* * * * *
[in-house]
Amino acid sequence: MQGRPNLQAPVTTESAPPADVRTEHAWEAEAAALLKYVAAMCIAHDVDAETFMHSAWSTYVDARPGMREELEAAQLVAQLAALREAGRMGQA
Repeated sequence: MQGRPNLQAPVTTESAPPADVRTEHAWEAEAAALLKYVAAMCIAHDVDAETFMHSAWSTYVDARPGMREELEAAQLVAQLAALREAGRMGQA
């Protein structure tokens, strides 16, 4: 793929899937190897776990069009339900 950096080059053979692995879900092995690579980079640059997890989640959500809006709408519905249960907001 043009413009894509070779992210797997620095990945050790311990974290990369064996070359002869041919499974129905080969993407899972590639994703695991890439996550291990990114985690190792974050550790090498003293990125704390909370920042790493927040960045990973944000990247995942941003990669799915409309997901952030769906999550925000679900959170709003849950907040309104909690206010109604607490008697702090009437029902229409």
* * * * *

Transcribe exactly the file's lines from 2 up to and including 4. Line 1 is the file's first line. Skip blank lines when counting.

Amino acid sequence: MQGRPNLQAPVTTESAPPADVRTEHAWEAEAAALLKYVAAMCIAHDVDAETFMHSAWSTYVDARPGMREELEAAQLVAQLAALREAGRMGQA
Repeated sequence: MQGRPNLQAPVTTESAPPADVRTEHAWEAEAAALLKYVAAMCIAHDVDAETFMHSAWSTYVDARPGMREELEAAQLVAQLAALREAGRMGQA
């Protein structure tokens, strides 16, 4: 793929899937190897776990069009339900 950096080059053979692995879900092995690579980079640059997890989640959500809006709408519905249960907001 043009413009894509070779992210797997620095990945050790311990974290990369064996070359002869041919499974129905080969993407899972590639994703695991890439996550291990990114985690190792974050550790090498003293990125704390909370920042790493927040960045990973944000990247995942941003990669799915409309997901952030769906999550925000679900959170709003849950907040309104909690206010109604607490008697702090009437029902229409």